by Anthony Kershaw
By all accounts, Bizet was happy in both childhood and as an adult. Unfortunately, that life was cut short at 36 when Bizet died from a heart condition. Yet, this innate happiness is evident in much of his music, especially the two major works found on this new Reference Recordings CD — the ebullient Symphony in C and the engaging Jeux d’enfants (Children’s Games). Only in the Felix Weingartner orchestral arrangement of Bizet’s serious piano work, Variations Chromatiques, do we get any inclination of the road ahead.
As an orchestral musician, I always forget about the Symphony in C. Not sure why. It’s a mini masterpiece of inspiration written when Bizet was only 17. The inspiration was taken from Schubert, early Beethoven, and (in the Scherzo) Schumann. Beautifully composed and artfully orchestrated, the Symphony is filled to the brim with lovely melodies and clever counterpoint. And always, just behind the Germanic style, a little Gallic wink peeks through. If you don’t know this work, this wonderful performance will be a perfect introduction. I dare say, though, that as you listen to the opening bars, you’ll think, ‘I know this!’.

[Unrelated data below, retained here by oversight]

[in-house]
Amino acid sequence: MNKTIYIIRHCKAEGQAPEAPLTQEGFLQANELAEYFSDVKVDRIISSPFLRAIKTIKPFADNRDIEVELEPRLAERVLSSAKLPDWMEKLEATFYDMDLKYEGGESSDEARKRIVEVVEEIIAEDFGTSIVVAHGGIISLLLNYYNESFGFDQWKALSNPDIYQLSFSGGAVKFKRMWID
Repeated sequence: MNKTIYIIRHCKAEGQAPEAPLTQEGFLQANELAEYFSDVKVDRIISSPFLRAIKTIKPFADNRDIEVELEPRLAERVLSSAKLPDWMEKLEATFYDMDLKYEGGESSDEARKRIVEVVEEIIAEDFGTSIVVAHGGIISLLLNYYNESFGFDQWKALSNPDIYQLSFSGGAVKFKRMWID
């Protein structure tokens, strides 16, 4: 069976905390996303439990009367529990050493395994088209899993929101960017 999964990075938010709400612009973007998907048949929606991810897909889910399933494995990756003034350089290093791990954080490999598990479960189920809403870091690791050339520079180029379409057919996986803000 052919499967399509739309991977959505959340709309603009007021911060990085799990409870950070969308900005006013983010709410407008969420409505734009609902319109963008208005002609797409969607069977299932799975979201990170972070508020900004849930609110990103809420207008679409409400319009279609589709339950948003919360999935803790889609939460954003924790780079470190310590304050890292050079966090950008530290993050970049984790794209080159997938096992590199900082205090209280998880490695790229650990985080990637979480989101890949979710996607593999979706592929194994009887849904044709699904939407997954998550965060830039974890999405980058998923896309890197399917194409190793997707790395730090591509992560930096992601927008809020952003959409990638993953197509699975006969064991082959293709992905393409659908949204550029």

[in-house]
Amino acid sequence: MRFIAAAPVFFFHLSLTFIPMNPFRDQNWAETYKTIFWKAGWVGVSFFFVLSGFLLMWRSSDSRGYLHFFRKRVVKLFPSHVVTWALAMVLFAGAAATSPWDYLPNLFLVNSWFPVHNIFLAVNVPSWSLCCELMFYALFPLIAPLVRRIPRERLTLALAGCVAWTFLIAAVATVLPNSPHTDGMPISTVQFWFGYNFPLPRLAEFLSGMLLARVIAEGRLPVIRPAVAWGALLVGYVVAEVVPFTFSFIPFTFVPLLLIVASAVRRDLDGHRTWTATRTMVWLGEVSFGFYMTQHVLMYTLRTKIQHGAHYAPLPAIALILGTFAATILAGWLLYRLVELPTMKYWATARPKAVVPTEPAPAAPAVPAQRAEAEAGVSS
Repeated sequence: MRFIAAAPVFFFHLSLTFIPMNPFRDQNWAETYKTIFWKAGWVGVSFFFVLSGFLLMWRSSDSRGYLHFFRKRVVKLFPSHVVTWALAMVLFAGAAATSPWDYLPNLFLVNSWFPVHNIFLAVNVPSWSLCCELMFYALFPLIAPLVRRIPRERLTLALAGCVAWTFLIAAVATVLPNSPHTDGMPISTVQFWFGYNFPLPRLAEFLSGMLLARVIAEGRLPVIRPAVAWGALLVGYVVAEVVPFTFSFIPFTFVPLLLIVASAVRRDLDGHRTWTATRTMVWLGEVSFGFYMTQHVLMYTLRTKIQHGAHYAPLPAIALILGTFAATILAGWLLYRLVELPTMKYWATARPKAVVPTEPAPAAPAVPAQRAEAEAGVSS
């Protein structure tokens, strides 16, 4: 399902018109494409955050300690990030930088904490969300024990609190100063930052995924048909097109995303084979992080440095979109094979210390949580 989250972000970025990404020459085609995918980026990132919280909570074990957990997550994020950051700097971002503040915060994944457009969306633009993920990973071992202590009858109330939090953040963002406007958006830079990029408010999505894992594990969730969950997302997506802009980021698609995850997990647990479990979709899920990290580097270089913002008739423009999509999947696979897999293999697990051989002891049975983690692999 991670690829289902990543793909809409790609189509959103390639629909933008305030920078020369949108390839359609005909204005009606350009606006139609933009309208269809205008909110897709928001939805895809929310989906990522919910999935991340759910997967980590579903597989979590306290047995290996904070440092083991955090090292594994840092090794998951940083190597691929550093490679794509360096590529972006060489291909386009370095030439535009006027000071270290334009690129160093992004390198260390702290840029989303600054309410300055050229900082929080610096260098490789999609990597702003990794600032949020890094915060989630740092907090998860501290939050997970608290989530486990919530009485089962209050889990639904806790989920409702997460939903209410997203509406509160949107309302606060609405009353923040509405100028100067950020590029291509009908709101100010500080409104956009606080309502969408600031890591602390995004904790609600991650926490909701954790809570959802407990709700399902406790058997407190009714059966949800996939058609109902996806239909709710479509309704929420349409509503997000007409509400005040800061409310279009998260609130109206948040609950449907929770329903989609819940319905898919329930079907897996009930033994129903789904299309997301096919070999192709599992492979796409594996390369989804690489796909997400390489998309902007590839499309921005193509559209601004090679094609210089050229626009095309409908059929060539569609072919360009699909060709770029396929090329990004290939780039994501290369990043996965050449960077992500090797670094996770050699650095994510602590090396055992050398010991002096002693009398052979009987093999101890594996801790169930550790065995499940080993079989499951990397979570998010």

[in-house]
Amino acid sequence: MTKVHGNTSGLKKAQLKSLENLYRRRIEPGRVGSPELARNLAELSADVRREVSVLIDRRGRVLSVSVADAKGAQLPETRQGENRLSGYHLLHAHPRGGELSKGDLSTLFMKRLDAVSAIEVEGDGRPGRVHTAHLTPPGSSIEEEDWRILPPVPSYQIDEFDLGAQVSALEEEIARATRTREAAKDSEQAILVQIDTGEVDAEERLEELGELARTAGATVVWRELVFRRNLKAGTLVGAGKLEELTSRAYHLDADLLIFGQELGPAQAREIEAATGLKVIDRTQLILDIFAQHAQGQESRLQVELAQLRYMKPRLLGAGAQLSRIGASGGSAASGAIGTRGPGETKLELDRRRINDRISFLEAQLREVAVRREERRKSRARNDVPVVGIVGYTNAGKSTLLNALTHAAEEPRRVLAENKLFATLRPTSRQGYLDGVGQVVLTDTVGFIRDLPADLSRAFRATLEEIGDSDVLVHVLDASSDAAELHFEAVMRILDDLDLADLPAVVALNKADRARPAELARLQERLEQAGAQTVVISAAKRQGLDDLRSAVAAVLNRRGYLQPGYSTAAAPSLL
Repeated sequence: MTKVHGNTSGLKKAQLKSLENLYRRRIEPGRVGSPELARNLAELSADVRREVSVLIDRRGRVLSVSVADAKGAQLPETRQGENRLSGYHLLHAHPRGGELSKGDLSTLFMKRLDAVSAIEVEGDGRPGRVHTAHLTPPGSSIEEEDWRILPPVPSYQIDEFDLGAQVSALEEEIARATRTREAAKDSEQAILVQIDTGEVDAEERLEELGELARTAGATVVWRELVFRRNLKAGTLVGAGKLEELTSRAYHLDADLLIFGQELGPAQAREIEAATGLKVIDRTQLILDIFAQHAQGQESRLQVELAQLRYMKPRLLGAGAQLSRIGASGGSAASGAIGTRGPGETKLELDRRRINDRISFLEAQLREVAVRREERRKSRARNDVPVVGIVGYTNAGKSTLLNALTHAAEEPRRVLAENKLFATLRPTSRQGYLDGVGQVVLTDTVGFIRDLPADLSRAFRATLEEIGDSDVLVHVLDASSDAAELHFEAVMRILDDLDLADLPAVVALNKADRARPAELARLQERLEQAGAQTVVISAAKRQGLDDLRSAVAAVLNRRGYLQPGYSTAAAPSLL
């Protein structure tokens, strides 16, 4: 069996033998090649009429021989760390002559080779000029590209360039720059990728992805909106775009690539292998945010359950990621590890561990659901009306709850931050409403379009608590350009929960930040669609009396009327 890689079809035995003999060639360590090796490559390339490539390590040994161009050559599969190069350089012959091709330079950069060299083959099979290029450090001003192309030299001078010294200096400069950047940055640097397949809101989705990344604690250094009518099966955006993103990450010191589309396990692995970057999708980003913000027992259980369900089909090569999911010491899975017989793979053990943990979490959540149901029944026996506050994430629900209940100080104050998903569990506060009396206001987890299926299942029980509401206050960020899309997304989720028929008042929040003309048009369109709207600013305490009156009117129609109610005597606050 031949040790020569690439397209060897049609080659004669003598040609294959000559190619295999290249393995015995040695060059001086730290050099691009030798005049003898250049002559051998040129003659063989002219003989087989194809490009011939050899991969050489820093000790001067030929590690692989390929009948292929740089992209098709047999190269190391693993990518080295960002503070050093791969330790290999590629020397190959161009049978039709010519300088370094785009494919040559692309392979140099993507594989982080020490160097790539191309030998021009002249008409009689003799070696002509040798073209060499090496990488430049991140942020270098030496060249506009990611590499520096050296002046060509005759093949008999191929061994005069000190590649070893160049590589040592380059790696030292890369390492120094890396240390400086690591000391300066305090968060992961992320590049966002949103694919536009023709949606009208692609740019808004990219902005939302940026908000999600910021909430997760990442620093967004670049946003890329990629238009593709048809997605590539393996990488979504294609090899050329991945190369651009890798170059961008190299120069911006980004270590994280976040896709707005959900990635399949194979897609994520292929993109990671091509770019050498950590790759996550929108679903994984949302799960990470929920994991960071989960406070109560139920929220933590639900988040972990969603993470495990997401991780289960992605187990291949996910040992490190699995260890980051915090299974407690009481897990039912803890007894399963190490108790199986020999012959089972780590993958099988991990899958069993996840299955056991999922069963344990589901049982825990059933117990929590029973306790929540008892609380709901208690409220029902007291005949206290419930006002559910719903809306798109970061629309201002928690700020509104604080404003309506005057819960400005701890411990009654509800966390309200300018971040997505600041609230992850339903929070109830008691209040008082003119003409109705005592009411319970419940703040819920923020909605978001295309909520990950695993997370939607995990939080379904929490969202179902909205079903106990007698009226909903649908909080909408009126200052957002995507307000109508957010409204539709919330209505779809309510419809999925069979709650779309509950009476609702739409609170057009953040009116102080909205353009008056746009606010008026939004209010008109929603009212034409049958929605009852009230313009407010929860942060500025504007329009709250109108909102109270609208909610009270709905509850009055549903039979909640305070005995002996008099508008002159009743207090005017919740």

The same may be said of the marvellous Children’s Games. I’ve loved this work from childhood (the Trumpet and Drum theme was one of my favourite tunes as a kid), but only knew it in Bizet’s orchestration (five movements, including the ultra famous Galop). Later, Hershey Kay and Roy Douglas orchestrated the balance of the movements. Here, we receive all twelve in a wonderful showcase for the musicians of the San Francisco Ballet Orchestra (a first recording). Special mention to the trumpet, oboe and flute for their splendid contributions. Conductor Martin West captures the innocence of youth and allows his soloists to shine with rubato and flexibility.
The recording, sourced at Skywalker Studios, is much like the SF Ballet’s previous CD release. As such, it’s yet another gem from Keith Johnson and his team. No matter where the recording is sourced, Johnson manages to snag the Reference ‘house’ sound. Meaning, incredibly defined bass, beautiful separation of instruments (listen to the flute and violin unison in the Symphony’s opening movement, especially high As at the ends of phrases — total separation with both individual timbres intact), and a general feeling of audiophile good will as Johnson and the musicians create magic.
The Berlin Phil and the LSO are expensive to record. The Philly and New York Phil? Fuggedaboutit! So, it’s nice to hear such high quality playing from second tier US bands and displayed for posterity in such incredible sound. Another winning release from the Reference team.
Reference Recordings HDCD RR-131
Playing time: 75:27
Purchase CD at our affiliate, Amazon.